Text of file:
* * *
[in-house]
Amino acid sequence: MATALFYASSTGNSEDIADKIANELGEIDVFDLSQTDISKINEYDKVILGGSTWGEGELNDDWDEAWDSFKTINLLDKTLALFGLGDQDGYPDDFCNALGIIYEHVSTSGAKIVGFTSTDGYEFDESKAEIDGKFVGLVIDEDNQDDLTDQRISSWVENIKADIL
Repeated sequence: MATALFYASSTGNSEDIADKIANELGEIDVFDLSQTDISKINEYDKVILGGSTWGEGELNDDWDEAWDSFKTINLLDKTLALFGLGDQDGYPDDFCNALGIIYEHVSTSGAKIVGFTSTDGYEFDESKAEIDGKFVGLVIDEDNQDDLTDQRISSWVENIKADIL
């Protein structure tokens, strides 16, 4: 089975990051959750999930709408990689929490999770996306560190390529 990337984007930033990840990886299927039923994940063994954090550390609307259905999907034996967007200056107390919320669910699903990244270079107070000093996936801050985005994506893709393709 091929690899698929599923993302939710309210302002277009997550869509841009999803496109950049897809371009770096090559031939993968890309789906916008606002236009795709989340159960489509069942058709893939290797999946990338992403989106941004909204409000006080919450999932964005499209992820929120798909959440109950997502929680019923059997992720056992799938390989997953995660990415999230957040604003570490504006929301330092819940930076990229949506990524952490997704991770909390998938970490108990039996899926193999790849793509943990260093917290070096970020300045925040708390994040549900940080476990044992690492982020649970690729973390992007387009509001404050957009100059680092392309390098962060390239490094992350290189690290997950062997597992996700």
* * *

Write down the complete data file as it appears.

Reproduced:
[in-house]
Amino acid sequence: MATALFYASSTGNSEDIADKIANELGEIDVFDLSQTDISKINEYDKVILGGSTWGEGELNDDWDEAWDSFKTINLLDKTLALFGLGDQDGYPDDFCNALGIIYEHVSTSGAKIVGFTSTDGYEFDESKAEIDGKFVGLVIDEDNQDDLTDQRISSWVENIKADIL
Repeated sequence: MATALFYASSTGNSEDIADKIANELGEIDVFDLSQTDISKINEYDKVILGGSTWGEGELNDDWDEAWDSFKTINLLDKTLALFGLGDQDGYPDDFCNALGIIYEHVSTSGAKIVGFTSTDGYEFDESKAEIDGKFVGLVIDEDNQDDLTDQRISSWVENIKADIL
């Protein structure tokens, strides 16, 4: 089975990051959750999930709408990689929490999770996306560190390529 990337984007930033990840990886299927039923994940063994954090550390609307259905999907034996967007200056107390919320669910699903990244270079107070000093996936801050985005994506893709393709 091929690899698929599923993302939710309210302002277009997550869509841009999803496109950049897809371009770096090559031939993968890309789906916008606002236009795709989340159960489509069942058709893939290797999946990338992403989106941004909204409000006080919450999932964005499209992820929120798909959440109950997502929680019923059997992720056992799938390989997953995660990415999230957040604003570490504006929301330092819940930076990229949506990524952490997704991770909390998938970490108990039996899926193999790849793509943990260093917290070096970020300045925040708390994040549900940080476990044992690492982020649970690729973390992007387009509001404050957009100059680092392309390098962060390239490094992350290189690290997950062997597992996700």